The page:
The concept of creative industries has developed considerable academic and policy momentum in the 21st century. There has been a connection identified between the rise of creative industries and the urbanisation of the world’s population, particularly in relation to the significance of cities as sites of cultural production and consumption. Much of the work on creative industries and cities, however, has drawn upon 'imagined geographies' about the relationship between creativity and place. This collection draws together contributions that critically appraise recent urban cultural policy discourses, as well as reflecting on the role of culture and creative industries in the future development of cities.
This book is based on a special issue of The Information Society: An International Journal.
Table of Contents
1. Introduction: Creative Industries and Cities Terry Flew 2. Beyond the Inner City: Real and Imagined Places in Creative Place Policy and Practice Christy Collis, Emma Felton and Phil Graham 3. Putting inspiration on the map: Qualitative GIS for creative city research Chris Brennan-Horley, Susan Luckman, Chris Gibson, Julie Willoughby-Smith 4. Upwave Cities, Creative Cities: the Case of London John Montgomery 5. Developing a Creative Cluster in a Post-industrial City: The Creative Industries Development Service (CIDS) and Manchester Justin O’Connor and Xin Gu 6. Can Beijing become a global media capital? Angela Lin Huang 7. Creative Industries Debates in the 2000s Terry Flew and Stuart Cunningham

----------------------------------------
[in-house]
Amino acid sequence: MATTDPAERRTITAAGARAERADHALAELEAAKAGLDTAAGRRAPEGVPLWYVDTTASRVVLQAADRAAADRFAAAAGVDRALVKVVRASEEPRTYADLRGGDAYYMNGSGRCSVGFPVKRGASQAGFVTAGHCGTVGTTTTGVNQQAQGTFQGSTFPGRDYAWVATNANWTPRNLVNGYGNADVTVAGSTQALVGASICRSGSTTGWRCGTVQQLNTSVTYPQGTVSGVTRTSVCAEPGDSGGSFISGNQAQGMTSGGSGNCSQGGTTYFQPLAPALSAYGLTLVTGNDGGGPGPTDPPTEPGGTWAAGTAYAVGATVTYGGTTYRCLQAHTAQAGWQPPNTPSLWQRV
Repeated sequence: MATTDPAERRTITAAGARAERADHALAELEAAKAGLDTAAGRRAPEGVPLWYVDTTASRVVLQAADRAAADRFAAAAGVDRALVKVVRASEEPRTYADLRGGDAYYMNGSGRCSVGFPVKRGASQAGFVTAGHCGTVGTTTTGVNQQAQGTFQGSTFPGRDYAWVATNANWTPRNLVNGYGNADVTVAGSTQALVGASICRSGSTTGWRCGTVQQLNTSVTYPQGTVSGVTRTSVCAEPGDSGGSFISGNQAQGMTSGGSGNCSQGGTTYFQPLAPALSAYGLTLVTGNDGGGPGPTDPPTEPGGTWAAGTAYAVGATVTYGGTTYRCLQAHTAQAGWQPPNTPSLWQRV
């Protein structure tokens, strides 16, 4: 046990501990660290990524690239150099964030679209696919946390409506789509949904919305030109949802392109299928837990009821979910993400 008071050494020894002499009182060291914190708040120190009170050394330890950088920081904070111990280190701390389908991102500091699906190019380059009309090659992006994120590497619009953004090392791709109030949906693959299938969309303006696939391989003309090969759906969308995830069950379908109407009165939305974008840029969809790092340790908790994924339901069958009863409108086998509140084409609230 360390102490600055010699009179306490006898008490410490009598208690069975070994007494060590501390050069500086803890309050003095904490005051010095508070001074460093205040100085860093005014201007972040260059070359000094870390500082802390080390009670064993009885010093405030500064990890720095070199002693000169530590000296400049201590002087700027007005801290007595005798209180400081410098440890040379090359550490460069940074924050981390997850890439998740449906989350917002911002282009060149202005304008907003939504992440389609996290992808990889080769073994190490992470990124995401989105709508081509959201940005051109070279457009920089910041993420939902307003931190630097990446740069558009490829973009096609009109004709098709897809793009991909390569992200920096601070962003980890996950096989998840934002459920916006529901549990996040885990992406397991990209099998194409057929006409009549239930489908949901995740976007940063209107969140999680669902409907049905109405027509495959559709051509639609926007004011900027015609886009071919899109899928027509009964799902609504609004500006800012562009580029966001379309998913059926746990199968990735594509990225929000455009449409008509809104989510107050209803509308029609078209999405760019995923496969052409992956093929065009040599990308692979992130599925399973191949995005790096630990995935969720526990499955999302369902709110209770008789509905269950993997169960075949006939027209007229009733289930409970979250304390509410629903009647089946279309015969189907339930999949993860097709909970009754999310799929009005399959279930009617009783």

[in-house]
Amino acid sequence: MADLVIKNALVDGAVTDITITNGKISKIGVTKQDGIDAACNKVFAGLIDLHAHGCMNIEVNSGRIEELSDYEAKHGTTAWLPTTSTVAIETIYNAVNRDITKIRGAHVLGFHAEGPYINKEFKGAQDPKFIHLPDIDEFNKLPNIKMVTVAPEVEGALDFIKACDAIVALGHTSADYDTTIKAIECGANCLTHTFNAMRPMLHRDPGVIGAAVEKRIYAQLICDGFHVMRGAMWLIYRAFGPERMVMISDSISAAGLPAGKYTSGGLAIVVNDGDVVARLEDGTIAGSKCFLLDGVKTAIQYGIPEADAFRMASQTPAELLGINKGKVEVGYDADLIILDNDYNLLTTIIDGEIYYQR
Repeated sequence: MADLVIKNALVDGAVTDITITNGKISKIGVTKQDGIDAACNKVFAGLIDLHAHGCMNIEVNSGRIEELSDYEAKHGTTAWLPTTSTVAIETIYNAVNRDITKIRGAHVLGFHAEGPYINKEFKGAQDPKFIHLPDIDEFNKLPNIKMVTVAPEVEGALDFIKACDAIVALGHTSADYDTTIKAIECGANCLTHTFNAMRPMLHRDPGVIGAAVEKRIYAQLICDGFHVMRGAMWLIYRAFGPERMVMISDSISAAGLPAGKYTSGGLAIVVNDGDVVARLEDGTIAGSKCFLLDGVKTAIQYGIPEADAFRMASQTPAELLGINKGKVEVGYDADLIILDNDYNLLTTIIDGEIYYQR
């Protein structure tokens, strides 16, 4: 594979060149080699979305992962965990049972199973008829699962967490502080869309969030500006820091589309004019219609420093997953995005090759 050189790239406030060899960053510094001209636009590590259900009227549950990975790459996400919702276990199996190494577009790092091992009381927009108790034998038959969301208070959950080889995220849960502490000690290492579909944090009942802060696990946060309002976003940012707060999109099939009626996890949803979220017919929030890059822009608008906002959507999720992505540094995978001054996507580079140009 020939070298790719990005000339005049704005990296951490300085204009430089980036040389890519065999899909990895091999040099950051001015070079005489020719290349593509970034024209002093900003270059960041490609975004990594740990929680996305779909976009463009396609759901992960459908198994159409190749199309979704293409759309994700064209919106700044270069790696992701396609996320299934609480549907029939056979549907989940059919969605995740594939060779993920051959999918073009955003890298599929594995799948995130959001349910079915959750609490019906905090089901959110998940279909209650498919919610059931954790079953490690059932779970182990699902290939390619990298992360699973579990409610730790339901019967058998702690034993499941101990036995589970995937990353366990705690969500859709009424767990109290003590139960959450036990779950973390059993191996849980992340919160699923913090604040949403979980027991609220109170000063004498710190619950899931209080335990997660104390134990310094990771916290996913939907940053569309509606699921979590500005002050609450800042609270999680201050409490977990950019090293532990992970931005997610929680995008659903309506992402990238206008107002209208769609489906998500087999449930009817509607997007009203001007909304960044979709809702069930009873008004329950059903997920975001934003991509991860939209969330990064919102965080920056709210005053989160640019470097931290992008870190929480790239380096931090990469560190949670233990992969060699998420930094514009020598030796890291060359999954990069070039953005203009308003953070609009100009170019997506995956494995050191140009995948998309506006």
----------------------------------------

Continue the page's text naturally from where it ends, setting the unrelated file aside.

Terry Flew is Professor of Media and Communications at the Queensland University of Technology, Australia. He is the author of The Creative Industries: Culture and Policy (2012), New Media: An Introduction (2008) and Understanding Global Media (2007), and is a leading international figure in creative industries research. From 2008-2010 he led an Austrlaian Research Council project into creative industries and suburban development. During 2011-2012, he headed a review of media classification for the Australian Federal government.